blog

From e-commerce to omnichannel

How can your brand be part of the e-commerce success story? Simon Ingram, Global Account Director at MediaCom, identifies key trends and pressures in a post-Coronavirus world.

Lockdown has been good for global e-commerce penetration, if little else. US e-commerce penetration as a percentage of total retail sales is now four years ahead of pre-pandemic predictions and forecast to hold on to those gains in the latest eMarketer forecasts.

Amazon, Alibaba and eBay are all at record market valuations and many specialised delivery services have also experienced subscription surges. Müller-owned Milkandmore.co.uk reported 25,000 new subscribers for doorstep dairy deliveries during the first two months of lockdown, for example.

If these increases hold, with most predicting they will to some extent, the challenge for brands will be to respond to the new marketplace with a clear omnichannel strategy that enhances e-commerce sales as well as contributing to bricks and mortar success.

The first challenge they will need to address is their e-tail strategy. Many brands may become more dependent on the major e-retail platforms for revenue growth. Alibaba, JD.com and Pinduoduo already collectively command more than 80% of retail e-commerce in China, although the West is comparatively more competitive. In the US, eMarketer says Amazon tops the charts with 38% of e-commerce share but Walmart is a distant second at just 5.8%, followed by eBay with 4.5%, which has done much to support small business during the pandemic and don’t have own-brand products to push.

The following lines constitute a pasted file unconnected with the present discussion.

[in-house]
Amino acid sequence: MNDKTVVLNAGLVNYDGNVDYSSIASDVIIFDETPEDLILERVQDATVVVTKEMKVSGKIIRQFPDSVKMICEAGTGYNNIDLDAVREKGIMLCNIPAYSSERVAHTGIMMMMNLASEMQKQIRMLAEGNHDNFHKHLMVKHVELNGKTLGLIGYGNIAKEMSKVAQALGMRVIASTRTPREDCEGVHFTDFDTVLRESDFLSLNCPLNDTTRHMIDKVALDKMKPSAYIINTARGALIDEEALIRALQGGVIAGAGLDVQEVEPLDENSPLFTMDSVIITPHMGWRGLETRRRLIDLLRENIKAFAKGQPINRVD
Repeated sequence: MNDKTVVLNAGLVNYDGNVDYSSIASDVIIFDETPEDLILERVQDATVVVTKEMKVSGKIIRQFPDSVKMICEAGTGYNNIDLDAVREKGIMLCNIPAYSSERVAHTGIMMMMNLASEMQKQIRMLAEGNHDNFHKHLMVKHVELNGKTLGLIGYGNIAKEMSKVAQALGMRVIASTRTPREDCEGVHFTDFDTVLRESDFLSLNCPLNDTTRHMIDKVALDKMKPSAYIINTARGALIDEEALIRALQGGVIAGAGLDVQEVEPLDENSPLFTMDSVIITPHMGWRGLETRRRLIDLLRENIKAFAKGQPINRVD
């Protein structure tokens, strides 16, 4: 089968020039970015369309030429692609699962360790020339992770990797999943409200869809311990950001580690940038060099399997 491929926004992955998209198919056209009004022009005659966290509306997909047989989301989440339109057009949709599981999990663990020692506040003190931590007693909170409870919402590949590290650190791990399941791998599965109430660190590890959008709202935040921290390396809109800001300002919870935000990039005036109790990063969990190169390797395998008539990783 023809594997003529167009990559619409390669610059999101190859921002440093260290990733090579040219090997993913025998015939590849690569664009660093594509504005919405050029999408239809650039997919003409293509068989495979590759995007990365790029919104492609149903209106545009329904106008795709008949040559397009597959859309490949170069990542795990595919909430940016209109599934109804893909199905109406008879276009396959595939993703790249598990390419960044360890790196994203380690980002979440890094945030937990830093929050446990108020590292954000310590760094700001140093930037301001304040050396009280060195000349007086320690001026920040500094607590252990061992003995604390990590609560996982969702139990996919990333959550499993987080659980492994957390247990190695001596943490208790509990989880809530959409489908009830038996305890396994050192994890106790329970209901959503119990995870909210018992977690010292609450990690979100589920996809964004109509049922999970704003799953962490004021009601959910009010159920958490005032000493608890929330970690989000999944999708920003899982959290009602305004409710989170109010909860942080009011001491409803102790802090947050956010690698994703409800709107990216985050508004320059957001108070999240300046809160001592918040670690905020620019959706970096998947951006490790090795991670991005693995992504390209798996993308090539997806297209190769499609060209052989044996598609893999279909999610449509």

In certain categories, we may see a rise in the number of businesses trying to sell Direct to Consumer (DTC) via their own e-stores. Petcare was one sector where DTC models were already in ascendance before the pandemic – DTC subscription-based brands, such as Tails.com, in which Nestle Purina has a majority stake, was already successfully rolling out across Europe, while Mars-owned Royal Canin had also launched multi-market DTC trials in 2019.

These models were built to answer the demand from the heavy online buying, millennial pet owners. But when you consider lockdown may have converted many traditionally light online buyers, the 55yr+ group who account for 31% of TGI’s cat and dog owners in the UK, the potential for growth of pet-related DTC models may have just got a lot bigger.

The second challenge will be to develop a smarter connection between e-commerce and traditional retail. You only need to look at images of queues outside Selfridges, NikeTown and IKEA on the UK’s retail re-opening day to see that consumers still want to visit shops.

Making them successful means a closer connection with online outlets. Big box retailers, such as Target and Costco in the US, have been leveraging their stores for click and collect, up 60.4% from an original eMarketer pre-pandemic 2020 prediction of 38%. We will likely see more drive-thru collect options moving forward. Retailers such as Next and Argos in the UK, who had both invested heavily pre-pandemic in delivering integrated omnichannel customer experiences, now seem in better shape than many to weather the storm.